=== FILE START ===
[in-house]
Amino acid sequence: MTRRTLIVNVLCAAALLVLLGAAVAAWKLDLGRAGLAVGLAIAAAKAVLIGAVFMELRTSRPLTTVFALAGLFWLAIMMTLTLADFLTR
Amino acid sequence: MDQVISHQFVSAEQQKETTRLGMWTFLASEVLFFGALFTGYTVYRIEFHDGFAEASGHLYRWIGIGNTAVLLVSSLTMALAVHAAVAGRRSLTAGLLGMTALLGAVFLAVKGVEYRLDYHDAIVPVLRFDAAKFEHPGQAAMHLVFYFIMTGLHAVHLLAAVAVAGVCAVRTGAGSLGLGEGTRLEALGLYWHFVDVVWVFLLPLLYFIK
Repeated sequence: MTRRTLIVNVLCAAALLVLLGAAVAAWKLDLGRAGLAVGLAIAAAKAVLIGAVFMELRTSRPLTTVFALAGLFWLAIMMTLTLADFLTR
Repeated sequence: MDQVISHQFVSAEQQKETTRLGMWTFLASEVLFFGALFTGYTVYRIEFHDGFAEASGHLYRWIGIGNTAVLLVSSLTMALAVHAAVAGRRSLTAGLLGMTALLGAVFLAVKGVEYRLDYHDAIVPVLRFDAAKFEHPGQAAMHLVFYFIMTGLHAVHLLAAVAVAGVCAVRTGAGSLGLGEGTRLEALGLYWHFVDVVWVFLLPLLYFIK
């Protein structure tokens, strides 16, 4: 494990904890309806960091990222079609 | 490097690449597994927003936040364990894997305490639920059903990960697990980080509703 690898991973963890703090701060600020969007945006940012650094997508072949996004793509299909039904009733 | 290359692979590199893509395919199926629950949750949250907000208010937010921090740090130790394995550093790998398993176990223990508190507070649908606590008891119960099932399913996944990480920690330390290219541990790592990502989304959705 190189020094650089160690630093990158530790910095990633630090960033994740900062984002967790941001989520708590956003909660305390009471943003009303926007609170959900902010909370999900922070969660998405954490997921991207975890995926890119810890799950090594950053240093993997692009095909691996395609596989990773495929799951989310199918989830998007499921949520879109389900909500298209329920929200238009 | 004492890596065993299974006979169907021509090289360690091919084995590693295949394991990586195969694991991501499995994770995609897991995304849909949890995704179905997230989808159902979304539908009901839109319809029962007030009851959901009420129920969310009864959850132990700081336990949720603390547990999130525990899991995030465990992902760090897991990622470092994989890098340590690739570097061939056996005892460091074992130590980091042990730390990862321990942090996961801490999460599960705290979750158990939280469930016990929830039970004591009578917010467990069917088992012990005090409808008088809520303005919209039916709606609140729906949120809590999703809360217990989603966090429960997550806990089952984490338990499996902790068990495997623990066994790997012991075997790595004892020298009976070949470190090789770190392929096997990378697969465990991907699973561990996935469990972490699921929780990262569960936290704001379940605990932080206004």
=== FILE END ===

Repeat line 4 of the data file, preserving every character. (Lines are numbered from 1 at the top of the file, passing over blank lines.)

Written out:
Repeated sequence: MTRRTLIVNVLCAAALLVLLGAAVAAWKLDLGRAGLAVGLAIAAAKAVLIGAVFMELRTSRPLTTVFALAGLFWLAIMMTLTLADFLTR